While it is generally a taboo in Asia to discuss about Wills, it is an important task that should be completed. That’s because death usually comes when we least expect it and absent a Will, the left over assets may not be divided among the beneficiaries in the intended manner.
No Control Over How The Estate Is Split
If you do not have a Will, the disposition of your estate would come under the Intestate Succession Act. Here are some of the rules of the Act.
All the resources you'll ever need as an investor
We've gone ahead and done the work. Compiled here are all the resources you'll need as an investor.
If the survivor is spouse and parents, the spouse and parents both get 50% each.
If the survivor is spouse and children, the spouse gets 50% and the children get 50% shared equally
The main concern of the rule is that parents may not get anything if there is spouse and children. A Will will be able to state differently how the estate is split and leave some assets for the parents. There are also rules which apply if there are no close relatives and the estate could be left behind to people which you do not intend to give to.
Leaving Estate to Charity
Other than leaving the estate to family, one may also choose to leave some portion of the estate to charities of their choice. Having a Will allows to you to name charities such as religious organizations and medical foundations to gift your assets to.
Speed Up The Legal Process of Distribution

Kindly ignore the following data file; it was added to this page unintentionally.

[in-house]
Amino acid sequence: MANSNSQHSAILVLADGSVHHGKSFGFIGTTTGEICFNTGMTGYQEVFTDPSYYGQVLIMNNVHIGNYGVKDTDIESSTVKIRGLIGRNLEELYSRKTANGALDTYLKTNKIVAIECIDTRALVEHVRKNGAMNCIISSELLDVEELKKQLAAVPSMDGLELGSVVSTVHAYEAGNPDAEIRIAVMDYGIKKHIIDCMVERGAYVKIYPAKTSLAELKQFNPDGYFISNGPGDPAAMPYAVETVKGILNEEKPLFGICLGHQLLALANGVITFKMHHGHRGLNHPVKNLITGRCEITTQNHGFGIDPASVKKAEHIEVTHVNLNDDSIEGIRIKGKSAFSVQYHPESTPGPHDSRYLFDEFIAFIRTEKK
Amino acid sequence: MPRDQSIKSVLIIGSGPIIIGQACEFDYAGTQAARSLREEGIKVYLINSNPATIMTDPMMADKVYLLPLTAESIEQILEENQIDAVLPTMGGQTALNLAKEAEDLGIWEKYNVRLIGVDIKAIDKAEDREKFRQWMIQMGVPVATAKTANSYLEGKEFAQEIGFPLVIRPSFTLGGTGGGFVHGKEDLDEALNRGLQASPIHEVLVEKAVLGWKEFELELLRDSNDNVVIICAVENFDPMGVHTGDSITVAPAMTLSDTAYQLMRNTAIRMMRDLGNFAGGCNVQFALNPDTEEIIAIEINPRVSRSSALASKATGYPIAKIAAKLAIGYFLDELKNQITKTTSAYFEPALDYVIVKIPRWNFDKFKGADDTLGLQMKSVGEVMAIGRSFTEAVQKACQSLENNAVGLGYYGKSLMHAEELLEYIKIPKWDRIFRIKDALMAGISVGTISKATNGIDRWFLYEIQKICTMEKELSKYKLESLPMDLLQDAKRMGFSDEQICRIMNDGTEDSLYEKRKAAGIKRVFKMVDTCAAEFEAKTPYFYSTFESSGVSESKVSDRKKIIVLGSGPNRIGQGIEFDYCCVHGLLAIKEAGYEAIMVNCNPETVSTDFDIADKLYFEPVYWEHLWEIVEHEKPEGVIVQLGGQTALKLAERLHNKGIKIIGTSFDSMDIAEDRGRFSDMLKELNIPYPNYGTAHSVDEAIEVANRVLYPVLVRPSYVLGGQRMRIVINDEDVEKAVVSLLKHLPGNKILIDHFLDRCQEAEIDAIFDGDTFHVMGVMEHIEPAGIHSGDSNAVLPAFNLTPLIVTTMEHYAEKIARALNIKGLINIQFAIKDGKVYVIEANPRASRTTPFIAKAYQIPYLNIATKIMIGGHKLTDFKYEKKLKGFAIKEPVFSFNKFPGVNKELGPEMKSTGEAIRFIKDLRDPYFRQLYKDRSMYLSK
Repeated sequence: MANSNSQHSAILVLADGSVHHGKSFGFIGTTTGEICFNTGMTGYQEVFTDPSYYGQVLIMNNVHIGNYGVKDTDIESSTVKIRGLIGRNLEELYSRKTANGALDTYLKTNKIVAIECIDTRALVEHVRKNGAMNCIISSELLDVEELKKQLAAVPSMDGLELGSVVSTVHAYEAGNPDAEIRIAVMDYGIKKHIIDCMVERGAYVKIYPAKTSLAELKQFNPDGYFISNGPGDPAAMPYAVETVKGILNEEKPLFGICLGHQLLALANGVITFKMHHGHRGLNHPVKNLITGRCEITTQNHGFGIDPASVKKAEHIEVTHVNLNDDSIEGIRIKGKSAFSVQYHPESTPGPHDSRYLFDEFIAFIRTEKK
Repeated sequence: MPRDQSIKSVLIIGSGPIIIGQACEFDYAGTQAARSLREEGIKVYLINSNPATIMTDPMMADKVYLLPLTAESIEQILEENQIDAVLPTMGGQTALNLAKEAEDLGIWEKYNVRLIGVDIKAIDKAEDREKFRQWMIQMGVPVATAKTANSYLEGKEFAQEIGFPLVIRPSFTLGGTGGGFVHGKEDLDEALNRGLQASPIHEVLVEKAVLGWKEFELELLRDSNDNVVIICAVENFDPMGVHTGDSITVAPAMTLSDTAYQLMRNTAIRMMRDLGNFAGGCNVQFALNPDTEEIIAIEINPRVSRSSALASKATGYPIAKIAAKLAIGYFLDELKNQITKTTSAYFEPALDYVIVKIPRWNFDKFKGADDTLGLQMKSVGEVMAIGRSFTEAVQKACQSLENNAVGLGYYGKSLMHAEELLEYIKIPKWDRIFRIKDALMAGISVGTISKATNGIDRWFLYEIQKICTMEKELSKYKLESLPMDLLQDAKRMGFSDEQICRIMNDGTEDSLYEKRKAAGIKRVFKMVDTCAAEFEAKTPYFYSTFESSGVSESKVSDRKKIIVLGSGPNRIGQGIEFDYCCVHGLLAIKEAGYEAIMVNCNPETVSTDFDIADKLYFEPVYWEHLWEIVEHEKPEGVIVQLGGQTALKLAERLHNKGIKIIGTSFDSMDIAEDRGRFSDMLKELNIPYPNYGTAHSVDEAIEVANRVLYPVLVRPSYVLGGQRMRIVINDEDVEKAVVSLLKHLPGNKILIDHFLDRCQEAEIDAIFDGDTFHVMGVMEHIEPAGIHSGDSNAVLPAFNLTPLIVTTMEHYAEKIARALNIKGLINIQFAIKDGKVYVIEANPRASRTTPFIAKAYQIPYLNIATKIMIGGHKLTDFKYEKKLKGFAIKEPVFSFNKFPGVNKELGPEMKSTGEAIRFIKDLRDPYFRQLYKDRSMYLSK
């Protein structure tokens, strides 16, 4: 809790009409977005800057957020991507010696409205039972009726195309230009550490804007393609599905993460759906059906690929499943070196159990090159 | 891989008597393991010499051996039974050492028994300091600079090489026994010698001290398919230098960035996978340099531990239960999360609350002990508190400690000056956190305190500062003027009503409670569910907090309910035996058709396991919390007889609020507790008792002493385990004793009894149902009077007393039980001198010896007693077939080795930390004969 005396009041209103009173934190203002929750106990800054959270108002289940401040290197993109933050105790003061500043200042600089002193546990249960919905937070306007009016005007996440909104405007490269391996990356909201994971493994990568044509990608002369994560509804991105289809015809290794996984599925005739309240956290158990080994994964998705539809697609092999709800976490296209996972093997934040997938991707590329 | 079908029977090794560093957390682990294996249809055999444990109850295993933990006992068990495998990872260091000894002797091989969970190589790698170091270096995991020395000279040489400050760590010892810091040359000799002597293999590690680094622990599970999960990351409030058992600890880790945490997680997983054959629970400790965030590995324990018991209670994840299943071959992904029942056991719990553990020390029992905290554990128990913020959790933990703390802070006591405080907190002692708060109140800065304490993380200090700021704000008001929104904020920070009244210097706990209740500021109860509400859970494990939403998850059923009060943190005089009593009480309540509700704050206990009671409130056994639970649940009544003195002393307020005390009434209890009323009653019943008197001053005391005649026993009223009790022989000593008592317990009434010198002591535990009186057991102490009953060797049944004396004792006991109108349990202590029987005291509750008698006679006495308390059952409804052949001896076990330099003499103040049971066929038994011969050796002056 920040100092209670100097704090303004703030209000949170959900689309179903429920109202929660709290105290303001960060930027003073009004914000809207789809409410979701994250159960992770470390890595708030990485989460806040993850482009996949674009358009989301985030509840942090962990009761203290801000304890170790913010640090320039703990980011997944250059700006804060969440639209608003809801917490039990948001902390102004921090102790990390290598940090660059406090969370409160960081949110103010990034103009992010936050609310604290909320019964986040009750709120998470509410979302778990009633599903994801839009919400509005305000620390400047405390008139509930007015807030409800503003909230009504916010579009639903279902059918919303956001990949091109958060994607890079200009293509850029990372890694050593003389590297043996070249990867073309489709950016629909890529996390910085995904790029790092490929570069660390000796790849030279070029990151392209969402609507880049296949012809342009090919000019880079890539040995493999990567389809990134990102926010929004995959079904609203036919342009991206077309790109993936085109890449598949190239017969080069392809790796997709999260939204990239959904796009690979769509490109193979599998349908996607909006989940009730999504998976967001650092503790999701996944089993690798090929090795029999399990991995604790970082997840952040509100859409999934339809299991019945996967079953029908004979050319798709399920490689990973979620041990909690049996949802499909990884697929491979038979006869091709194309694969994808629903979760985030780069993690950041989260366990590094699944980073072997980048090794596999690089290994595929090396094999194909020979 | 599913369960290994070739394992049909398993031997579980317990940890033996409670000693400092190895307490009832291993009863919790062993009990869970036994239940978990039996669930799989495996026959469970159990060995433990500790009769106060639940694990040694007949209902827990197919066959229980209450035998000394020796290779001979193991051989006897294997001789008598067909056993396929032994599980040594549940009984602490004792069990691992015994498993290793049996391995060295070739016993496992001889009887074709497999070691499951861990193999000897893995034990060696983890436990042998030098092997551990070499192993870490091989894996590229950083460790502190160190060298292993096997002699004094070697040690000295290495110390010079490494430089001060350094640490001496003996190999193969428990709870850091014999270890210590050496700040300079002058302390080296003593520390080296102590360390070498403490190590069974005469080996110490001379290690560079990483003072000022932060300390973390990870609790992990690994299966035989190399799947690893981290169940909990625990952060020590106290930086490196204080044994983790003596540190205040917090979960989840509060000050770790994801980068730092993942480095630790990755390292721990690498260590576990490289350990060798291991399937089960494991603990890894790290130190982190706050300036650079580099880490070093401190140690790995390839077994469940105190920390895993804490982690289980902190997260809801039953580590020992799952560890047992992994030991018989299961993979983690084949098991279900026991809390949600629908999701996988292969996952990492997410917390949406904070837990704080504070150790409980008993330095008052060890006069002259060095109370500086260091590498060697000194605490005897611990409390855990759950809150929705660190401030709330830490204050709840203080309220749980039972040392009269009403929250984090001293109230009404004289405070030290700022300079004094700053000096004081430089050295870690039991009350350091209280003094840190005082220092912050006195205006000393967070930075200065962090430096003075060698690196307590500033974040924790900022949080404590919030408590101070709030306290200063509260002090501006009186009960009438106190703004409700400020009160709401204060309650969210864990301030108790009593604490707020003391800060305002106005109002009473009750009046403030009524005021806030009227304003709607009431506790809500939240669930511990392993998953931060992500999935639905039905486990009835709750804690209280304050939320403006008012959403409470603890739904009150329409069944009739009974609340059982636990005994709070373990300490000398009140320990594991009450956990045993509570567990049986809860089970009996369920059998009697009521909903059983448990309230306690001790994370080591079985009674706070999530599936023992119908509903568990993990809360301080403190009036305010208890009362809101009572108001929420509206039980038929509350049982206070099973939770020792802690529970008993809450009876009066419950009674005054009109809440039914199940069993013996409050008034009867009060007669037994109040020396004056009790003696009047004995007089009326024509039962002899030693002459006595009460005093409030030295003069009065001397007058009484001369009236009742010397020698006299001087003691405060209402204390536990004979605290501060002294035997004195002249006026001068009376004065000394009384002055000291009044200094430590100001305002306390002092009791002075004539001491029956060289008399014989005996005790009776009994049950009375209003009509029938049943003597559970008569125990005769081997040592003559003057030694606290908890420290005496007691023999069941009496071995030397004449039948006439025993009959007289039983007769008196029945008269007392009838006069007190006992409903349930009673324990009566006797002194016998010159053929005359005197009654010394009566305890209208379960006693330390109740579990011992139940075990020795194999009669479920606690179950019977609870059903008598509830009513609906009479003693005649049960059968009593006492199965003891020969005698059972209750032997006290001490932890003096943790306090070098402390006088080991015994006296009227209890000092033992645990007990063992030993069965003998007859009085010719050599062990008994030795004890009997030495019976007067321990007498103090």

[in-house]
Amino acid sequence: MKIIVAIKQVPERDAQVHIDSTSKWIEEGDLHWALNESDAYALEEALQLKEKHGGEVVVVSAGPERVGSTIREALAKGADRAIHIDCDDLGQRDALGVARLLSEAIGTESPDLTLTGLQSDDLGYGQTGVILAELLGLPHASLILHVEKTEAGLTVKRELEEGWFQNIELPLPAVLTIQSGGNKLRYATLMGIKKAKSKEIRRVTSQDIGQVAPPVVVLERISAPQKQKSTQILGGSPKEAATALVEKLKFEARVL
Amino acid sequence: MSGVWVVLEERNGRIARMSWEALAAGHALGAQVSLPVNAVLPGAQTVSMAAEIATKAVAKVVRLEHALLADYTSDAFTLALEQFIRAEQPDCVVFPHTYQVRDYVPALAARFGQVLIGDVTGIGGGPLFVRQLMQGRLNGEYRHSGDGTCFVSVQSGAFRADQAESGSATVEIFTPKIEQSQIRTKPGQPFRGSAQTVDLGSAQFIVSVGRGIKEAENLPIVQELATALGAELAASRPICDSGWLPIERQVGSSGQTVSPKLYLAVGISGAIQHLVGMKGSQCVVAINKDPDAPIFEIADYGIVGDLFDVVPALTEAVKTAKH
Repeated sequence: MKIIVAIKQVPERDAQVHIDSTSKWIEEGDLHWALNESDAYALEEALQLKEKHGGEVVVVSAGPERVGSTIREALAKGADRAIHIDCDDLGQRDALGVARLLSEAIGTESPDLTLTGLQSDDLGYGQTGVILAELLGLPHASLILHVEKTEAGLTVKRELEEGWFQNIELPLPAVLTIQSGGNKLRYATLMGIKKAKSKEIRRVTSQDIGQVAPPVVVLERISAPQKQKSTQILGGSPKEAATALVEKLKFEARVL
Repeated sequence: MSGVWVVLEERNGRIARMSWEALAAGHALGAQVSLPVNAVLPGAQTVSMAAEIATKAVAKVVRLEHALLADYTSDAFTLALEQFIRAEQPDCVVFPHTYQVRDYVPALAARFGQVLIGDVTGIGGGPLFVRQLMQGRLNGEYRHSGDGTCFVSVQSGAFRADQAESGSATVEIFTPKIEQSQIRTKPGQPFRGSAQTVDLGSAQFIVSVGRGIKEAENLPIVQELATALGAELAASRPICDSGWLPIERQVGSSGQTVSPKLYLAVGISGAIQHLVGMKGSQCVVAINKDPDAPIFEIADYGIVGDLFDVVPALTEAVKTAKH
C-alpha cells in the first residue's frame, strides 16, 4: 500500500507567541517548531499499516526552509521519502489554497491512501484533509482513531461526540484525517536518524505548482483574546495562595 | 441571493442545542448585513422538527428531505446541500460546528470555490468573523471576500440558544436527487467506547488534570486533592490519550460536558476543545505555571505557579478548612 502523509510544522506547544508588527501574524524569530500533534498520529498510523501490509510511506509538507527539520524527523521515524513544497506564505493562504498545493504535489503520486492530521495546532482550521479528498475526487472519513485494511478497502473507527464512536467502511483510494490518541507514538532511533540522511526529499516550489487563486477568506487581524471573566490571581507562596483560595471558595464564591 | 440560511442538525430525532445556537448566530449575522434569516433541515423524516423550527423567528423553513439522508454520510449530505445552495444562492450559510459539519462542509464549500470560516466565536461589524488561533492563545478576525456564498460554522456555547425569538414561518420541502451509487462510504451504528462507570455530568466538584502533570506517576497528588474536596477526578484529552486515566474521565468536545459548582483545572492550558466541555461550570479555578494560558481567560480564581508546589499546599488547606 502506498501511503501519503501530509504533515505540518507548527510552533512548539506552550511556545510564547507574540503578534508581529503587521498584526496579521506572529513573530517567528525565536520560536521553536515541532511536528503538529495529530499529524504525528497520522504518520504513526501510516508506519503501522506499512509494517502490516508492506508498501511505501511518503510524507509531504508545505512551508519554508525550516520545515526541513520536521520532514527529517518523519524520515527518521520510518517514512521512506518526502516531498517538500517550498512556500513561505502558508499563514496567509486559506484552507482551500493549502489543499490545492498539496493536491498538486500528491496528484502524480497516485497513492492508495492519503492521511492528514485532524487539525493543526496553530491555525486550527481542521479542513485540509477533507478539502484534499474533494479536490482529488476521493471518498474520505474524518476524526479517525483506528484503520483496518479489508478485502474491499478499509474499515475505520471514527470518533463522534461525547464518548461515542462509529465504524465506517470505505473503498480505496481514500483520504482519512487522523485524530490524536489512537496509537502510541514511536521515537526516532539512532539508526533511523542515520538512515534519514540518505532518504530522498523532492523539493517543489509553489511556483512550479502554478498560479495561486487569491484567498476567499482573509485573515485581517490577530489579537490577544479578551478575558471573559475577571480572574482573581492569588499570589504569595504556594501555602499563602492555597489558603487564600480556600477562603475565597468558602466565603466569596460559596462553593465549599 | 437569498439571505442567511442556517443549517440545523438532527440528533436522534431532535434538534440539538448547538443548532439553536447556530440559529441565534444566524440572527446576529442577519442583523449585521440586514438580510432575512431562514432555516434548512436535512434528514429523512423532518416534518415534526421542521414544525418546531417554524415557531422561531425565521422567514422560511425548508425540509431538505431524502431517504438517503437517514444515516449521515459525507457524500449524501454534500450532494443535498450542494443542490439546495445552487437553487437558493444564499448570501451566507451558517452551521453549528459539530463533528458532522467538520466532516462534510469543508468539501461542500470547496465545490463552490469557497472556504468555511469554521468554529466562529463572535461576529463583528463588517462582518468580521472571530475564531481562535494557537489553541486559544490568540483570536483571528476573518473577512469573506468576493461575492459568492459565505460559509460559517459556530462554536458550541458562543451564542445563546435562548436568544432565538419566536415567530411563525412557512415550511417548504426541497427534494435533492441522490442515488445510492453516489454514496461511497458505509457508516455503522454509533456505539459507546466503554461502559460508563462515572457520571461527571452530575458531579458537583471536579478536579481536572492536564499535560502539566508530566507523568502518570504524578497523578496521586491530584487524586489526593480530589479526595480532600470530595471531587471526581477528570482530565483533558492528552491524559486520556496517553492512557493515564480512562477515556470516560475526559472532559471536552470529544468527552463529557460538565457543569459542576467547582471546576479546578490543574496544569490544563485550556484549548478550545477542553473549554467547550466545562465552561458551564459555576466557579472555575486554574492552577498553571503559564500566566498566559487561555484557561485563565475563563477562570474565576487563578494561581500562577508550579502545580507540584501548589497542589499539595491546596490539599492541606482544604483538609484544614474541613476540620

In the absence of a Will, the legal process of going through the distribution is more lengthy and costly as well, reducing the total value of the estate. For example, two guarantors will be required unless the court approves otherwise.
Underage Children Cannot Own Assets
Another issue with intestate succession act is that children under the age of 21 cannot own assets. In the case of a double tragedy where both parents meet their demise, there may be complications. A guardian can be stated in the Will to take care of the children and take charge of the estate until the children grow up.
Review Wills Regularly
Wills should also be reviewed regularly to update for changes in personal circumstances and to ensure that they are still consistent with your latest wishes. It is generally recommended to review at least once in 2 years.
About the Author
Calvin Yeo is the Managing Director of Doctor Wealth Pte Ltd (www.drwealth.com), which is an online financial planning platform. He is also a Chartered Financial Analyst (CFA) as well as Certified Financial Planner (CFP).
For further reading, you may be interested in: